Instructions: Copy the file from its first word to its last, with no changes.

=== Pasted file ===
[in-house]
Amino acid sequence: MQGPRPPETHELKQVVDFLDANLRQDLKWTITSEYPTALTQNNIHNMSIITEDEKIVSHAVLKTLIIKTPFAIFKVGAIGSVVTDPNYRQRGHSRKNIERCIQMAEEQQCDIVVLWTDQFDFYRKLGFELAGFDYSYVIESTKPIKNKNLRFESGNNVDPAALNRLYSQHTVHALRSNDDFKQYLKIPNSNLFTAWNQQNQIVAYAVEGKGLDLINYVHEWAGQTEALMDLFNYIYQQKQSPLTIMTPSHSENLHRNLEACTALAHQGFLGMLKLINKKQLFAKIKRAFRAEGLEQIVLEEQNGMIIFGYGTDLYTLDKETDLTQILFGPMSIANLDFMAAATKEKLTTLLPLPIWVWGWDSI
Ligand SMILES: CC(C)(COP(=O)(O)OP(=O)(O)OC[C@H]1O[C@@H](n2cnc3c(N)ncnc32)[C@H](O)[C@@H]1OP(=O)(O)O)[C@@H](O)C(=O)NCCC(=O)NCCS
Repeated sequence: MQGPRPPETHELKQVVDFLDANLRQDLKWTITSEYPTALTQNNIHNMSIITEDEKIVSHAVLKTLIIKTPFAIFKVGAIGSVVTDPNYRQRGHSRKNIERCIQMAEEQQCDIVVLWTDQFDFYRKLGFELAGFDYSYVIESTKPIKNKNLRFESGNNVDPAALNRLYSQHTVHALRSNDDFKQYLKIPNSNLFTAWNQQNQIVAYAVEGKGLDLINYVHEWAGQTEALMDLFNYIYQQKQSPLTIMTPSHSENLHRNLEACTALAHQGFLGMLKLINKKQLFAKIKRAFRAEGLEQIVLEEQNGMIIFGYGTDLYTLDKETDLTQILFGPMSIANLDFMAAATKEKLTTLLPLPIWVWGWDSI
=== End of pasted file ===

[in-house]
Amino acid sequence: MQGPRPPETHELKQVVDFLDANLRQDLKWTITSEYPTALTQNNIHNMSIITEDEKIVSHAVLKTLIIKTPFAIFKVGAIGSVVTDPNYRQRGHSRKNIERCIQMAEEQQCDIVVLWTDQFDFYRKLGFELAGFDYSYVIESTKPIKNKNLRFESGNNVDPAALNRLYSQHTVHALRSNDDFKQYLKIPNSNLFTAWNQQNQIVAYAVEGKGLDLINYVHEWAGQTEALMDLFNYIYQQKQSPLTIMTPSHSENLHRNLEACTALAHQGFLGMLKLINKKQLFAKIKRAFRAEGLEQIVLEEQNGMIIFGYGTDLYTLDKETDLTQILFGPMSIANLDFMAAATKEKLTTLLPLPIWVWGWDSI
Ligand SMILES: CC(C)(COP(=O)(O)OP(=O)(O)OC[C@H]1O[C@@H](n2cnc3c(N)ncnc32)[C@H](O)[C@@H]1OP(=O)(O)O)[C@@H](O)C(=O)NCCC(=O)NCCS
Repeated sequence: MQGPRPPETHELKQVVDFLDANLRQDLKWTITSEYPTALTQNNIHNMSIITEDEKIVSHAVLKTLIIKTPFAIFKVGAIGSVVTDPNYRQRGHSRKNIERCIQMAEEQQCDIVVLWTDQFDFYRKLGFELAGFDYSYVIESTKPIKNKNLRFESGNNVDPAALNRLYSQHTVHALRSNDDFKQYLKIPNSNLFTAWNQQNQIVAYAVEGKGLDLINYVHEWAGQTEALMDLFNYIYQQKQSPLTIMTPSHSENLHRNLEACTALAHQGFLGMLKLINKKQLFAKIKRAFRAEGLEQIVLEEQNGMIIFGYGTDLYTLDKETDLTQILFGPMSIANLDFMAAATKEKLTTLLPLPIWVWGWDSI